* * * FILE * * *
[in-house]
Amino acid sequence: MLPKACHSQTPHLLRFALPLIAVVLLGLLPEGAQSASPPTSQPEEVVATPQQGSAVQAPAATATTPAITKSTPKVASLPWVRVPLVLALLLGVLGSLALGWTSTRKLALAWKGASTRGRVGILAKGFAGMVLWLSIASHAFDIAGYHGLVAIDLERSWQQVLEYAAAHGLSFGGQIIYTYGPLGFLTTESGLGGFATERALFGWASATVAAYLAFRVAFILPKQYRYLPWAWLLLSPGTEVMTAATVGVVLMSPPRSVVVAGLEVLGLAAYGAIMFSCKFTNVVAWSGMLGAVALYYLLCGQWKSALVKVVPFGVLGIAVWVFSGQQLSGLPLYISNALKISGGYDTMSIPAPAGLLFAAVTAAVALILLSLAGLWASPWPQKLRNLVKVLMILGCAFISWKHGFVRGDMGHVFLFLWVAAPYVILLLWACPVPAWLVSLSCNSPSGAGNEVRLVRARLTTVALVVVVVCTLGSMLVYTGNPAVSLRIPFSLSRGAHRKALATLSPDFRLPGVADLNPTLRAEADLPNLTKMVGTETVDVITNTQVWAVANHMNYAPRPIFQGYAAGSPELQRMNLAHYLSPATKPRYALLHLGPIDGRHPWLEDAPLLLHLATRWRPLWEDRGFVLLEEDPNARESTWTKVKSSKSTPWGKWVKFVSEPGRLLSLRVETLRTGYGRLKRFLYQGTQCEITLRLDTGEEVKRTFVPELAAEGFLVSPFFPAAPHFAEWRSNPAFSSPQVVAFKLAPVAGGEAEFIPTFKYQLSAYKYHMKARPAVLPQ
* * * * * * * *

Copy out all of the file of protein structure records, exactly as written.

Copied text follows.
[in-house]
Amino acid sequence: MLPKACHSQTPHLLRFALPLIAVVLLGLLPEGAQSASPPTSQPEEVVATPQQGSAVQAPAATATTPAITKSTPKVASLPWVRVPLVLALLLGVLGSLALGWTSTRKLALAWKGASTRGRVGILAKGFAGMVLWLSIASHAFDIAGYHGLVAIDLERSWQQVLEYAAAHGLSFGGQIIYTYGPLGFLTTESGLGGFATERALFGWASATVAAYLAFRVAFILPKQYRYLPWAWLLLSPGTEVMTAATVGVVLMSPPRSVVVAGLEVLGLAAYGAIMFSCKFTNVVAWSGMLGAVALYYLLCGQWKSALVKVVPFGVLGIAVWVFSGQQLSGLPLYISNALKISGGYDTMSIPAPAGLLFAAVTAAVALILLSLAGLWASPWPQKLRNLVKVLMILGCAFISWKHGFVRGDMGHVFLFLWVAAPYVILLLWACPVPAWLVSLSCNSPSGAGNEVRLVRARLTTVALVVVVVCTLGSMLVYTGNPAVSLRIPFSLSRGAHRKALATLSPDFRLPGVADLNPTLRAEADLPNLTKMVGTETVDVITNTQVWAVANHMNYAPRPIFQGYAAGSPELQRMNLAHYLSPATKPRYALLHLGPIDGRHPWLEDAPLLLHLATRWRPLWEDRGFVLLEEDPNARESTWTKVKSSKSTPWGKWVKFVSEPGRLLSLRVETLRTGYGRLKRFLYQGTQCEITLRLDTGEEVKRTFVPELAAEGFLVSPFFPAAPHFAEWRSNPAFSSPQVVAFKLAPVAGGEAEFIPTFKYQLSAYKYHMKARPAVLPQ